Steamboat Springs Saying he was worried that a neighborhood dispute could escalate into violence, Routt County Judge James Garrecht issued a restraining order Wednesday prohibiting Kay Sieverding from contacting her neighbor, Jane Bennett, wife of City Council President Kevin Bennett.
The judge's ruling came after a hearing that lasted more than four hours and included a sharp exchange involving Sieverding's husband, David, and Bennett's attorney, Randall Klauzer.
Sieverding and Bennett live on Princeton Avenue in Old Town Steamboat Springs. The two families have not gotten along for years, but the level of acrimony has been growing this summer. The most recent incident happened Aug. 29, when witnesses said Sieverding stood in the street in front of the Bennett home and screamed "at the top of her lungs" that the Bennetts were violating her constitutional rights and breaking the law.
The dispute has boiled over this summer because of Sieverding's insistence that a garage addition and remodeling of a small log cabin on the Bennetts' property are in violation of city regulations.
Garrecht told Sieverding Wednesday not to come within 10 yards of Jane Bennett in the future. She also was ordered not to go onto the Bennetts' property.
"If she's near you, turn around and walk the other way," Garrecht told Sieverding. "Get yourself 10 yards away."
Garrecht referenced a tragic incident in Denver this year when tension between neighbors over parking disputes resulted in the shooting death of a schoolteacher and his daughter.
"I'm concerned about the escalating nature of this," Garrecht said. "I think more safety than harm is going to be accomplished by this (restraining order)."
Sieverding, who told the judge she believes she has acted properly throughout the summer, represented herself in the hearing, but her son and husband were seated at the table with her and actively advised her.
At one point in the proceedings, David Sieverding leaned over to Klauzer and said something to him in low tones. Klauzer leapt to his feet and loudly exclaimed, "What? I'm a son of a bitch? I'm a son of a bitch?"
At that point several people seated in the courtroom called out to Garrecht, "I heard it, too."
"People, this is a courtroom," Garrecht responded. "If you want to have a dogfight, go outside."
The judge then required David Sieverding to leave the advocate's table and take a seat in the audience.
Jane Bennett sought the restraining order after an Aug. 29 incident that began, she said, as she returned from buying produce, heard a car honking its horn and looked in the mirror to see Sieverding and her son following closely in their car. Bennett said she drove straight to her home to avoid contact with Sieverding.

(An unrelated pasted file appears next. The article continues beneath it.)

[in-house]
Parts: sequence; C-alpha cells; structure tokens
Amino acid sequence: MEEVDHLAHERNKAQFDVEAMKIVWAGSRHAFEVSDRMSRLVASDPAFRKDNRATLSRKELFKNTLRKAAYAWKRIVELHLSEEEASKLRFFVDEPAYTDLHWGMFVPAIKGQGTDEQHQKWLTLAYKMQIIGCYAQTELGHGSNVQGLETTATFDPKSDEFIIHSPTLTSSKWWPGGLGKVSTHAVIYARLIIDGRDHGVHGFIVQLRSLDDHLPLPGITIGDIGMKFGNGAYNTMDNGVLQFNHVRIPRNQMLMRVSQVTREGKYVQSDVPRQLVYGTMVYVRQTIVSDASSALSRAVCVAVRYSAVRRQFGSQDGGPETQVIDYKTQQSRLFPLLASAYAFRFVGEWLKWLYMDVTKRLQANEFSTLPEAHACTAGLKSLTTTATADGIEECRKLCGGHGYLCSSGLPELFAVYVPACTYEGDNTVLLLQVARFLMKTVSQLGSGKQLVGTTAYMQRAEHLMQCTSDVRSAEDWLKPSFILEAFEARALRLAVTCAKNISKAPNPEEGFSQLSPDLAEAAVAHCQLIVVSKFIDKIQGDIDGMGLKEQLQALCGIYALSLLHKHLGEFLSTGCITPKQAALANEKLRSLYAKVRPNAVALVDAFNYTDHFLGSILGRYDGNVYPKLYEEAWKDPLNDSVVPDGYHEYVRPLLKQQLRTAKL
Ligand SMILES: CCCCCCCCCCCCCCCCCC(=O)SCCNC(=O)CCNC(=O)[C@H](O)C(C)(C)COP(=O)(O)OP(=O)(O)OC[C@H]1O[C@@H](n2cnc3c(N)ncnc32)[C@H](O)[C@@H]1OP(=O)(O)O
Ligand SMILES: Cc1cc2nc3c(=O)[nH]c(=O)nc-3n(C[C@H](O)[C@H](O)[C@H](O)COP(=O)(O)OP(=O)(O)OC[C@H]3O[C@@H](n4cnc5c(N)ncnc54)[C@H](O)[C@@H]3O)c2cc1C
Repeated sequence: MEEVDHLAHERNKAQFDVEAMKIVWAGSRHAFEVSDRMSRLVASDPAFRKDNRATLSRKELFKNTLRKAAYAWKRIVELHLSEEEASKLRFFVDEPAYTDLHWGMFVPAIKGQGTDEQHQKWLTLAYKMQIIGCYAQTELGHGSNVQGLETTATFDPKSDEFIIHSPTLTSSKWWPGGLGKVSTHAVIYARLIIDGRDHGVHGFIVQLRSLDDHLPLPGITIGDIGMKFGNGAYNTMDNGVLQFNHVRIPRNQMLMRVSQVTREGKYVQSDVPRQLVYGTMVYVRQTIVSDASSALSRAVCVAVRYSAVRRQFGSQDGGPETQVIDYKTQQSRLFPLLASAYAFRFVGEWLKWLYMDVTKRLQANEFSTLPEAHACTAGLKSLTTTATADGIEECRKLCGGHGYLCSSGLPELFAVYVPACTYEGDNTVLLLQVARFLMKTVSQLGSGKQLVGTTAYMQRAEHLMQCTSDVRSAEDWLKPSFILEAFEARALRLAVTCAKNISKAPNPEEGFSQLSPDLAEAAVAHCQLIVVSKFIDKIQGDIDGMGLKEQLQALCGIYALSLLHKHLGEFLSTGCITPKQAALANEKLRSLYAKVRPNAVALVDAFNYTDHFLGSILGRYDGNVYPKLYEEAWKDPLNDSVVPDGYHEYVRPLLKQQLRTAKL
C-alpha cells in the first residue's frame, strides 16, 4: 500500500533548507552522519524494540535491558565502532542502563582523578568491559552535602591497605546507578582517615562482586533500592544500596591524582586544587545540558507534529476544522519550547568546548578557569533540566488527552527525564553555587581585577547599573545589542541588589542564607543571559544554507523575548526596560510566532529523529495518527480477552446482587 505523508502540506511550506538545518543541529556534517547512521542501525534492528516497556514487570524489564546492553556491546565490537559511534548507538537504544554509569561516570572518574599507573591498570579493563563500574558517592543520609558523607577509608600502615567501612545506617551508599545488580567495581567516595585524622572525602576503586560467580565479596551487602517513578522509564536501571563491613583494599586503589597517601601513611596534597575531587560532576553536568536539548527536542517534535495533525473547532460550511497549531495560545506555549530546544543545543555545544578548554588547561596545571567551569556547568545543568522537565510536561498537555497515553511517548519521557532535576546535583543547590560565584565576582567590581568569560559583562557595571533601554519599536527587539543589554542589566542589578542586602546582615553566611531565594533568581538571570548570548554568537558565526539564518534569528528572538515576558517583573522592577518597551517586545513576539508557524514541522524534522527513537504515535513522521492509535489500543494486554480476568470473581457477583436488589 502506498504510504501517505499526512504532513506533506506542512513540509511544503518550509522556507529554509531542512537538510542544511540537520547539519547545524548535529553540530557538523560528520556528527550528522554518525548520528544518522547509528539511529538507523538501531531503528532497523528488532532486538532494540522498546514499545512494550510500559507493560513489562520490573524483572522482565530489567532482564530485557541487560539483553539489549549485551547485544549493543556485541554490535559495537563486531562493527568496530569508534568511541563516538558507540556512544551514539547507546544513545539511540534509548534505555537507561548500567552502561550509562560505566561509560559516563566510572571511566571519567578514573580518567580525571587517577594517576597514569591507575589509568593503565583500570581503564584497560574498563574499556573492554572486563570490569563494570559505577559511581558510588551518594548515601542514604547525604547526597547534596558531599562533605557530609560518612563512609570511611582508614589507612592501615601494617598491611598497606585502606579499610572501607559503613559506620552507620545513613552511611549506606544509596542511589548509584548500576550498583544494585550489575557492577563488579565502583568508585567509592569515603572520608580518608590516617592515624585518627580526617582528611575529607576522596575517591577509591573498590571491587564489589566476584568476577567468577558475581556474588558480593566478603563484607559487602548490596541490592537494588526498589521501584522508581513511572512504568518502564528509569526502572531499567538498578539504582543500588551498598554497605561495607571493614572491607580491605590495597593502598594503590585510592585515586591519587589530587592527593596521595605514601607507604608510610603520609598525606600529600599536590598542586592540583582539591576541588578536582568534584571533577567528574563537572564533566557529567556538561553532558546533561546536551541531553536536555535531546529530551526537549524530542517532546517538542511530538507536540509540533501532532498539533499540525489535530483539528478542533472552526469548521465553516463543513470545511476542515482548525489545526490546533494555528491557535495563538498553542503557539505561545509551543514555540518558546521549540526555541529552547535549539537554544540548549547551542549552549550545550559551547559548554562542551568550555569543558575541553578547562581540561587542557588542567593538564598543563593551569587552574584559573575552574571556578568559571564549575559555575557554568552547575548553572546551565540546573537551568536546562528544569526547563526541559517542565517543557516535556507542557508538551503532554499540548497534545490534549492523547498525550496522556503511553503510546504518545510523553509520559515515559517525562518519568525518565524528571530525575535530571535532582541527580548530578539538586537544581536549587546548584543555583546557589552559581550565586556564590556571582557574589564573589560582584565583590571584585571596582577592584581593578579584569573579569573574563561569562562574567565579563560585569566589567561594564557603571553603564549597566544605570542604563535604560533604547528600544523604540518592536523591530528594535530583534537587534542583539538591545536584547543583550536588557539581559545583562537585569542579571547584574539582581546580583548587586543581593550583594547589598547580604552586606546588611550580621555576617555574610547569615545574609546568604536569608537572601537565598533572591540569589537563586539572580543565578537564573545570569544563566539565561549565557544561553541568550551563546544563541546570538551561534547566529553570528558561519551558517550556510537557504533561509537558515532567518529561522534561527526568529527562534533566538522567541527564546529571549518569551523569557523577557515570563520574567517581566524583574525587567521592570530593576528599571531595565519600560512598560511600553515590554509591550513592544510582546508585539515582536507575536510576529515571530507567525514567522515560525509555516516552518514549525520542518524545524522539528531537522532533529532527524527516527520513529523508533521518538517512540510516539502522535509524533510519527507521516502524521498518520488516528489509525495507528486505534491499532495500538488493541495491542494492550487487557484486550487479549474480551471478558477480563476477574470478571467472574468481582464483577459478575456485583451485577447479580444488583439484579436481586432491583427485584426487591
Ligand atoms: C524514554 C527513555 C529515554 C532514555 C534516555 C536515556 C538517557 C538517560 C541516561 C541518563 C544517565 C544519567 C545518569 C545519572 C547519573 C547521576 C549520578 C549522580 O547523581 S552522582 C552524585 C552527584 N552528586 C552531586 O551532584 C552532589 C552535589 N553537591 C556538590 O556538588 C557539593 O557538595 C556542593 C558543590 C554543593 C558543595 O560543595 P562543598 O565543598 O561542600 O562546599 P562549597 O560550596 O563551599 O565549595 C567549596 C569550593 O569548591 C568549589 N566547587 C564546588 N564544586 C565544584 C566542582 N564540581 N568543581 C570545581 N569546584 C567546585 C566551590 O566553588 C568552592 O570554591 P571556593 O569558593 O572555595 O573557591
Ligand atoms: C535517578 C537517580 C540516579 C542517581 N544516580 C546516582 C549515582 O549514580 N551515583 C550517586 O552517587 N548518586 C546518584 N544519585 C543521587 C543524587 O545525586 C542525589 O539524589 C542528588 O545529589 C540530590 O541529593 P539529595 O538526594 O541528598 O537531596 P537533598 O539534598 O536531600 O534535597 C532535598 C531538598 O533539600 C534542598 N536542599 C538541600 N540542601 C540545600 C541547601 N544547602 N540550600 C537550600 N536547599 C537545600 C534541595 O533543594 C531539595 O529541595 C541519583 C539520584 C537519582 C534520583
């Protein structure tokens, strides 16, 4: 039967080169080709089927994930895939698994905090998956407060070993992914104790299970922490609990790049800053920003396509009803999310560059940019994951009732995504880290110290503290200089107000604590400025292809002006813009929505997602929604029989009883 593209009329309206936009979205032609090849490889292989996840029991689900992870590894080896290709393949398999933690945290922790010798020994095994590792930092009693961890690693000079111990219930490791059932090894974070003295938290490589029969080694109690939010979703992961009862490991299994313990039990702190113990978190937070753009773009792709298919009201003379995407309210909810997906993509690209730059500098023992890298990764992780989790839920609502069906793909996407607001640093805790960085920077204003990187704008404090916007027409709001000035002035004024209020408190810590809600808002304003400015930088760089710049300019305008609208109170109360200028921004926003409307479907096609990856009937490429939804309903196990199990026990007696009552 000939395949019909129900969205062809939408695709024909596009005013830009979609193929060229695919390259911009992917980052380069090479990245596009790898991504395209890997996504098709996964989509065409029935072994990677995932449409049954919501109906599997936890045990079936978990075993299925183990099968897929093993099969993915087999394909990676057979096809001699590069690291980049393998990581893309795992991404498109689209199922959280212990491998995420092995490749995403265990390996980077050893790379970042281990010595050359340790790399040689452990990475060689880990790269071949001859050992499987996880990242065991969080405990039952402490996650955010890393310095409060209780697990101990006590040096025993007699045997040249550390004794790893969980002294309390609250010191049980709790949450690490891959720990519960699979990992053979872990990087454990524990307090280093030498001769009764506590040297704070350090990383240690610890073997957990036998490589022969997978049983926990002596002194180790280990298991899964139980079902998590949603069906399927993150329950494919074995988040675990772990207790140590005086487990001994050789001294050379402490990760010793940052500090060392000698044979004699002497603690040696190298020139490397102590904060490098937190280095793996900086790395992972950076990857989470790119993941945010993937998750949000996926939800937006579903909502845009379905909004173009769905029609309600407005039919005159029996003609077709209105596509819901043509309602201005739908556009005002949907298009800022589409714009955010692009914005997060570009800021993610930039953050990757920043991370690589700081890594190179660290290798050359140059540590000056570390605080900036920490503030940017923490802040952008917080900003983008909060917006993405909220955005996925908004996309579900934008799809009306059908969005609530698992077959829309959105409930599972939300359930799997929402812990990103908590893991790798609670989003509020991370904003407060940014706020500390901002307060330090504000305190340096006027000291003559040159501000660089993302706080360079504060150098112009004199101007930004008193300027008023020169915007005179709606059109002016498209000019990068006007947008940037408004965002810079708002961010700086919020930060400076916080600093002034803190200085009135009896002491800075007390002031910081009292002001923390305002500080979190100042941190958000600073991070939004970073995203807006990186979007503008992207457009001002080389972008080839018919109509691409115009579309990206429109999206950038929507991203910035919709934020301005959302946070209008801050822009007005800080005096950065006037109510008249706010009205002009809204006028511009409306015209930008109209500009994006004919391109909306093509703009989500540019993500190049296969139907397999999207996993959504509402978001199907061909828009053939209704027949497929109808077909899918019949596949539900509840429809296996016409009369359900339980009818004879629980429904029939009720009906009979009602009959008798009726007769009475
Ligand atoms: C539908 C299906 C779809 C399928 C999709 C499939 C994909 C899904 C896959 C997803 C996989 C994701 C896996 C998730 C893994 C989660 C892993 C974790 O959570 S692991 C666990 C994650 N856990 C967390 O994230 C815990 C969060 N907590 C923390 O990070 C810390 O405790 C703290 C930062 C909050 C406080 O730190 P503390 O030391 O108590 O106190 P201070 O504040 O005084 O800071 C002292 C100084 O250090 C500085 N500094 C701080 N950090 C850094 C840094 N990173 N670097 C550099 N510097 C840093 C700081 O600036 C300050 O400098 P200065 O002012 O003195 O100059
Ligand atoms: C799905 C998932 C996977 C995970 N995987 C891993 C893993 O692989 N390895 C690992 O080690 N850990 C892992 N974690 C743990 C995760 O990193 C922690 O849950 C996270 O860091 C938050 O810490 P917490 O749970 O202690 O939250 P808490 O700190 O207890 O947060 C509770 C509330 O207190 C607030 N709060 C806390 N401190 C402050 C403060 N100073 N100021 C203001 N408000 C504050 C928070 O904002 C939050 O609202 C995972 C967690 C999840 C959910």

"I got scared because I've had problems before," Bennett said. "I saw Mrs. Sieverding come charging at me through her yard. She started jumping up and down and screaming in the scariest voice, 'Just because you are the wife of the City Council president doesn't mean you can break the law.' I was so scared."
Bennett said she went inside and called the police.
Sieverding faces misdemeanor criminal harassment charges in connection with the incident, the judge observed in court.
Sieverding called Steamboat police officers Richard Brown and Kirby Blackman to testify about their visits to her neighborhood to respond to complaints. In response to direct questions from Sieverding, both officers said they had not observed her displaying physical aggression toward her neighbors.
"Did you ever see me act in a violent or threatening manor?" Sieverding asked Brown.
"No," he replied.
"Have you ever observed me behaving threateningly? Did I ever act in any way that seemed irrational?" Sieverding asked Blackman.
"Not at the times when I've been called," Blackman responded.
In her closing argument, Sieverding told the judge this has been the "strangest summer of her life."
"My honest belief, was that everything I've done over the summer was honest and proper," she said.
Sieverding has objected strenuously this summer to construction projects occurring on the Bennett property at the end of Princeton, a dead end street. She contends that the size of an addition being built above a freestanding, two-car garage violates the city development code. She also alleges code violations related to the Bennetts' conversion of an existing log shed into guest quarters.
City Planning Director Wendie Schulenburg testified Wednesday that she has responded in detail to Sieverding's concerns and has told her that the Bennetts' construction is in compliance with the code.
Klauzer argued that Sieverding's behavior, including the wide distribution of leaflets criticizing the Bennetts and the city's handling of her concerns, was in violation of the terms of a mediated agreement the Sieverdings and the Bennetts signed this year. The city paid $4,000 for a mediator to work on the agreement between the two families. It was meant to restore peace to their neighborhood.
Klauzer told Garrecht that failure to act now "would allow something horrible to occur here."
"This is personal abuse," Klauzer told Garrecht. "This is not going to stop, judge, until you stop this woman from harassing Jane Bennett."
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